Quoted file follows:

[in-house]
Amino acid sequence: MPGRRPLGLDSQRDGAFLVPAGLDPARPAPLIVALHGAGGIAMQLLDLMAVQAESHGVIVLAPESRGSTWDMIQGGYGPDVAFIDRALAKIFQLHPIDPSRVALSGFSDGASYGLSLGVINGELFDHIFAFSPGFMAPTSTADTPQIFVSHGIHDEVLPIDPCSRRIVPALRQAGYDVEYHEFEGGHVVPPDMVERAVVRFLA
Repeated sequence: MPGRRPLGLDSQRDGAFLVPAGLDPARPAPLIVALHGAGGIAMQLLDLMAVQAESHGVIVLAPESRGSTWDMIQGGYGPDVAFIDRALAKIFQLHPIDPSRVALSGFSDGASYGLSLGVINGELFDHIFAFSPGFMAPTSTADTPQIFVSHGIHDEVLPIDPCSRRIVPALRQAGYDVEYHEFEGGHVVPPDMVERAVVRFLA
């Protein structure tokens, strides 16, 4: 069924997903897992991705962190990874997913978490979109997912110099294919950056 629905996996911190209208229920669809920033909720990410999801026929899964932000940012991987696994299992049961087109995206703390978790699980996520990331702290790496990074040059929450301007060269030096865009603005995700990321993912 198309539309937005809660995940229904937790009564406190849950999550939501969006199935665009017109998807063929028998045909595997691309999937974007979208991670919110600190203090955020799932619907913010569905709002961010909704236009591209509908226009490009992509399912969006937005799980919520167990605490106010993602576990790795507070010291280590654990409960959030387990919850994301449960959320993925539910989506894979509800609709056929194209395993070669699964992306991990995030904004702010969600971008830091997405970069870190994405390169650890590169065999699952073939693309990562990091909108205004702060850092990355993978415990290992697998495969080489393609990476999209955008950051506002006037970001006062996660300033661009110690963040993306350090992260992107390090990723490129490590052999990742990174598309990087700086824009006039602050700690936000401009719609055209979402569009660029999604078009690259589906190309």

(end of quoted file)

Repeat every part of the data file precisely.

[in-house]
Amino acid sequence: MPGRRPLGLDSQRDGAFLVPAGLDPARPAPLIVALHGAGGIAMQLLDLMAVQAESHGVIVLAPESRGSTWDMIQGGYGPDVAFIDRALAKIFQLHPIDPSRVALSGFSDGASYGLSLGVINGELFDHIFAFSPGFMAPTSTADTPQIFVSHGIHDEVLPIDPCSRRIVPALRQAGYDVEYHEFEGGHVVPPDMVERAVVRFLA
Repeated sequence: MPGRRPLGLDSQRDGAFLVPAGLDPARPAPLIVALHGAGGIAMQLLDLMAVQAESHGVIVLAPESRGSTWDMIQGGYGPDVAFIDRALAKIFQLHPIDPSRVALSGFSDGASYGLSLGVINGELFDHIFAFSPGFMAPTSTADTPQIFVSHGIHDEVLPIDPCSRRIVPALRQAGYDVEYHEFEGGHVVPPDMVERAVVRFLA
């Protein structure tokens, strides 16, 4: 069924997903897992991705962190990874997913978490979109997912110099294919950056 629905996996911190209208229920669809920033909720990410999801026929899964932000940012991987696994299992049961087109995206703390978790699980996520990331702290790496990074040059929450301007060269030096865009603005995700990321993912 198309539309937005809660995940229904937790009564406190849950999550939501969006199935665009017109998807063929028998045909595997691309999937974007979208991670919110600190203090955020799932619907913010569905709002961010909704236009591209509908226009490009992509399912969006937005799980919520167990605490106010993602576990790795507070010291280590654990409960959030387990919850994301449960959320993925539910989506894979509800609709056929194209395993070669699964992306991990995030904004702010969600971008830091997405970069870190994405390169650890590169065999699952073939693309990562990091909108205004702060850092990355993978415990290992697998495969080489393609990476999209955008950051506002006037970001006062996660300033661009110690963040993306350090992260992107390090990723490129490590052999990742990174598309990087700086824009006039602050700690936000401009719609055209979402569009660029999604078009690259589906190309």